All summer I raved and ranted at the squirrels that were eating the corn in my crib. I was particularly concerned because the drought seemed to be making sure this year’s crop was going to be a bust. I did not look forward to buying corn at drought-inflated prices just to keep squirrels fat eating […]Read More..
If you want to see the landscape of hell painted prettily on a farmland horizon, watch a field of corn on fire. It is hellish enough, in my view, to see corn fields stretching away in every direction from sea to shining sea with no houses, barns, trees, fences, grazing animals or any other sign […]Read More..
First the glorious days of advanced farming brought us corn stalks that eat tractor tires. Now there’s a weed that likes to drink weed killers, especially Roundup. Recently Palmer amaranth “completely overran” most of the soybean test plots at Bayer CropScience’s test plots in Illinois, in the words of DTN/Progressive Farmer editor, Pam Smith, despite […]Read More..
There are so many stark contrasts in the world today. These are times out of which great epics of literature ought to be written but aren’t. Society is too engrossed in drivel like whether badminton players in the Olympics were cheating or not. This summer, the driest in 50 years in parts of the Midwest, […]Read More..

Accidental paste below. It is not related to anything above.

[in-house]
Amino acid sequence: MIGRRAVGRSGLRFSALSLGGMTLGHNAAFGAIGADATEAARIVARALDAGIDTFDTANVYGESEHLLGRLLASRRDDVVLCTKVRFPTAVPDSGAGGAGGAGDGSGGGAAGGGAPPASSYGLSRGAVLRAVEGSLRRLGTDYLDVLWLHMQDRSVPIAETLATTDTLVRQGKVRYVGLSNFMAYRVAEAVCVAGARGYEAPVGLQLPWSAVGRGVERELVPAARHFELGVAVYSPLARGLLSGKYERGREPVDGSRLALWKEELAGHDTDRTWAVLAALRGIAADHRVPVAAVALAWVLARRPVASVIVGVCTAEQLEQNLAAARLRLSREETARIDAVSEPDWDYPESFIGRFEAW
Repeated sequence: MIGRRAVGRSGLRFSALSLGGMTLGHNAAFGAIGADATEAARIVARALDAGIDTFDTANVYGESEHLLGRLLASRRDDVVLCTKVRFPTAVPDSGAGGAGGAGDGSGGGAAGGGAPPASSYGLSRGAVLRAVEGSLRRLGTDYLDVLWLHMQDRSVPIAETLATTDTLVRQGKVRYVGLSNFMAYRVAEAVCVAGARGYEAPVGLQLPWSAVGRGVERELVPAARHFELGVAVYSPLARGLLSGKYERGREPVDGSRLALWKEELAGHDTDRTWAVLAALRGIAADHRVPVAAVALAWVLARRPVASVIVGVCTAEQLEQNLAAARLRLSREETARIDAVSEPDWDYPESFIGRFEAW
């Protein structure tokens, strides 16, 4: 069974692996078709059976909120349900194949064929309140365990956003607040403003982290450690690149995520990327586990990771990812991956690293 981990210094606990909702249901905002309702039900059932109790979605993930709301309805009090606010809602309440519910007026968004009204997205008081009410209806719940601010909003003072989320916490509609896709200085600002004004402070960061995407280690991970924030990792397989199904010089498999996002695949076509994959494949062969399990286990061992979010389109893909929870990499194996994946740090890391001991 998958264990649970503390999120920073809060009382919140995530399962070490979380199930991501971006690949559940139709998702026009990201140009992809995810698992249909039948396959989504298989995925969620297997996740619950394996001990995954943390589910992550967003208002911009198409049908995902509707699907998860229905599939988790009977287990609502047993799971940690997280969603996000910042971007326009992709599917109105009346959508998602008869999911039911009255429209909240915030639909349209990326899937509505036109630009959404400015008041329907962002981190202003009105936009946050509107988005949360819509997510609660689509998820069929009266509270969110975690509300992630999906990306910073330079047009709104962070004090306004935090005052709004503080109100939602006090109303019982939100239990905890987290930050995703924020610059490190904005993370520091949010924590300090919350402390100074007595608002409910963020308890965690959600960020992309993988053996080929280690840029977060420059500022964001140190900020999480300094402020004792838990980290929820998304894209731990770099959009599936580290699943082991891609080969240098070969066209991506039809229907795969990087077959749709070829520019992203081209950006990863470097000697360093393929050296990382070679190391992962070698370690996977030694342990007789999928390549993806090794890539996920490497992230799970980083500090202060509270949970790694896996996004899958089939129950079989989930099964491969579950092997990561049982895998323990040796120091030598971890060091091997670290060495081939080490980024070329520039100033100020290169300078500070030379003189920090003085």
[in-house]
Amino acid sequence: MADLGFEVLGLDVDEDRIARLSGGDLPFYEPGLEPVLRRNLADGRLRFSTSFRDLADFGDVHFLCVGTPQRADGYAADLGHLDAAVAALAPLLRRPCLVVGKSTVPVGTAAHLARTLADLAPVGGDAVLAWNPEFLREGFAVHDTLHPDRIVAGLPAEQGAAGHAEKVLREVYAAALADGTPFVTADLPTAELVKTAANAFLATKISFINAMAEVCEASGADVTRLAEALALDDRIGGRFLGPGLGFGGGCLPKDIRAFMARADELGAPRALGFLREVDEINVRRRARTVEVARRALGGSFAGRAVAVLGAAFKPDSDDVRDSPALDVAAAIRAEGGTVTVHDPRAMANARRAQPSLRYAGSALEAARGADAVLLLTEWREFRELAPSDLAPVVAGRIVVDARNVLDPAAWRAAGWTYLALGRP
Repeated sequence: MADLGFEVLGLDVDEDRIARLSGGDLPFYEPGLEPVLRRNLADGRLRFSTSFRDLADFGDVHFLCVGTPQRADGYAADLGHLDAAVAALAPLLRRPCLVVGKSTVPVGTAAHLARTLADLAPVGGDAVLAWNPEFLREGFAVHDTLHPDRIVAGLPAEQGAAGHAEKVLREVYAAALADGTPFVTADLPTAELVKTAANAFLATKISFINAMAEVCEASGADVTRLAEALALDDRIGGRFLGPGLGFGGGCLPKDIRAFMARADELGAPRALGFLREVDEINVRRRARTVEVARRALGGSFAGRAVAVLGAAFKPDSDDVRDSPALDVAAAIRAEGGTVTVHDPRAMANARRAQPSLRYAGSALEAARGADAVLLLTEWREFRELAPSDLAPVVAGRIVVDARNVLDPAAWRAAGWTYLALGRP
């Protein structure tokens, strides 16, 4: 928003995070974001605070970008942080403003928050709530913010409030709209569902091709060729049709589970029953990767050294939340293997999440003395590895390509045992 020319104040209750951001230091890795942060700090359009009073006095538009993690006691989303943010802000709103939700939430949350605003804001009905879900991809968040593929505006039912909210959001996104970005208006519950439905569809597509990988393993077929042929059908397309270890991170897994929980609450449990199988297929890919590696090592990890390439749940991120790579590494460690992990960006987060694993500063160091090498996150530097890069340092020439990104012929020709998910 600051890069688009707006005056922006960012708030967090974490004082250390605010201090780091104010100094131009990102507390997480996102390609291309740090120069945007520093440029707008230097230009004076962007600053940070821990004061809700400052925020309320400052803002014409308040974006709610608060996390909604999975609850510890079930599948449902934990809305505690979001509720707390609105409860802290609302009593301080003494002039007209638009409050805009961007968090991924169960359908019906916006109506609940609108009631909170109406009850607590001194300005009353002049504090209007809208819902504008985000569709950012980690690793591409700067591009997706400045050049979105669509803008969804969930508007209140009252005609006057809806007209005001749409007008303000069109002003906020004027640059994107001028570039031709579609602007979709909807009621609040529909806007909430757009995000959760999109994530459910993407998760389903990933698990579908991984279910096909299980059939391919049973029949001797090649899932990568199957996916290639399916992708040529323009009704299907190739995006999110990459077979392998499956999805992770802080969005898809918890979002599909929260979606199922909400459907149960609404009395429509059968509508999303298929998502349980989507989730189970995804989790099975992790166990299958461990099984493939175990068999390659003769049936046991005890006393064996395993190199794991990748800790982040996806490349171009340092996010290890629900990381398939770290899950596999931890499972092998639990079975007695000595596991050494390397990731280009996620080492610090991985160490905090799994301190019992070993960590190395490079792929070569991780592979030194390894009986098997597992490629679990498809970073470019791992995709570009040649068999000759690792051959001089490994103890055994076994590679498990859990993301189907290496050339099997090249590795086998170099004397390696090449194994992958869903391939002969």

I fantasize about genetically-engineering deer that would love the taste of raccoons or that would eat car tires so society would do something about surging wildlife populations. But now a true occurrence is taking place in Foolish Farming Today that not even a genius like Mark Twain could reduce to a more absurd conclusion. Agribusiness […]Read More..
Walking over the brow of a hill in my pasture, I came upon the most ghastly, heart-stopping sight I’ve ever seen on the farm, or anywhere else for that matter. Perched on six fence posts in a row were six turkey vultures, alias Cathartis aura, or what we call buzzards. What made the scene so […]Read More..
To keep from becoming too depressed over the drought, I try to find lessons to learn from it, like trying not to be envious when rain falls on nearby farms but not ours. Two occurrences in my pastures suggest a teeny bit of optimism, but they run contrary to the way I usually think about […]Read More..
The interesting and entertaining reactions to my recent post about destructive wildlife in the garden encouraged me to ponder the situation more closely. Pondering things closely always leads me to weird ideas. I am thinking about the possible return of the walled gardens of Victorian times. How do you know they didn’t become popular in […]Read More..
The drought that is affecting much of the Midwest is scary enough but what makes me even more nervous is the way speculators in the grain futures market are sending grain prices gyrating all over the place as they bet on what will happen next. Betting on the future supply of food is risky business. […]Read More..
I can’t figure out why society is so enamored of movies about invaders from outer space when we have a real life invasion going on from earth’s inner space. Squadrons of deer, raccoons, opossums, skunks, chipmunks, rabbits, squirrels, moles, wild turkeys, crows, robins, wolves, black bears, feral hogs, to mention a few, have unleashed an […]Read More..